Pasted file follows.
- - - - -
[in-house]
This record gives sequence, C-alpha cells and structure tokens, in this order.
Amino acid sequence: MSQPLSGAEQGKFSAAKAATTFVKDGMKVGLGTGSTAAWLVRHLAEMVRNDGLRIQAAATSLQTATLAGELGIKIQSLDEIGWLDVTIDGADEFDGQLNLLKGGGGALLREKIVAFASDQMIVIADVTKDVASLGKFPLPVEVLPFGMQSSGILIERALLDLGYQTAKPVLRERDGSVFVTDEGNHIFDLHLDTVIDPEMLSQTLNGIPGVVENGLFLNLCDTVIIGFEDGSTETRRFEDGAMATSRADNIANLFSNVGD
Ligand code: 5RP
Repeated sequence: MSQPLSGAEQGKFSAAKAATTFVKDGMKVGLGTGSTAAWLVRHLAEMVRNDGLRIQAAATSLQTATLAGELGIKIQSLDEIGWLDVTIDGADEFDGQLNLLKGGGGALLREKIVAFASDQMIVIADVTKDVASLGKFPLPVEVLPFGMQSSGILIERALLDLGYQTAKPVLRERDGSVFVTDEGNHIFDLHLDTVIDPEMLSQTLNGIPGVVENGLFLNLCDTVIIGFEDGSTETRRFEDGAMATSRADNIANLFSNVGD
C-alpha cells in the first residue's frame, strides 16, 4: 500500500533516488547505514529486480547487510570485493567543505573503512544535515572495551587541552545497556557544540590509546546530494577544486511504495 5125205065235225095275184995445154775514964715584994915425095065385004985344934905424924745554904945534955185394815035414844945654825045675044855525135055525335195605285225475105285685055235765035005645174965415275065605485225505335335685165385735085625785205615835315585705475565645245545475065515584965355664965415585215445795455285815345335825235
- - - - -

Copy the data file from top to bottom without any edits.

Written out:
[in-house]
This record gives sequence, C-alpha cells and structure tokens, in this order.
Amino acid sequence: MSQPLSGAEQGKFSAAKAATTFVKDGMKVGLGTGSTAAWLVRHLAEMVRNDGLRIQAAATSLQTATLAGELGIKIQSLDEIGWLDVTIDGADEFDGQLNLLKGGGGALLREKIVAFASDQMIVIADVTKDVASLGKFPLPVEVLPFGMQSSGILIERALLDLGYQTAKPVLRERDGSVFVTDEGNHIFDLHLDTVIDPEMLSQTLNGIPGVVENGLFLNLCDTVIIGFEDGSTETRRFEDGAMATSRADNIANLFSNVGD
Ligand code: 5RP
Repeated sequence: MSQPLSGAEQGKFSAAKAATTFVKDGMKVGLGTGSTAAWLVRHLAEMVRNDGLRIQAAATSLQTATLAGELGIKIQSLDEIGWLDVTIDGADEFDGQLNLLKGGGGALLREKIVAFASDQMIVIADVTKDVASLGKFPLPVEVLPFGMQSSGILIERALLDLGYQTAKPVLRERDGSVFVTDEGNHIFDLHLDTVIDPEMLSQTLNGIPGVVENGLFLNLCDTVIIGFEDGSTETRRFEDGAMATSRADNIANLFSNVGD
C-alpha cells in the first residue's frame, strides 16, 4: 500500500533516488547505514529486480547487510570485493567543505573503512544535515572495551587541552545497556557544540590509546546530494577544486511504495 5125205065235225095275184995445154775514964715584994915425095065385004985344934905424924745554904945534955185394815035414844945654825045675044855525135055525335195605285225475105285685055235765035005645174965415275065605485225505335335685165385735085625785205615835315585705475565645245545475065515584965355664965415585215445795455285815345335825235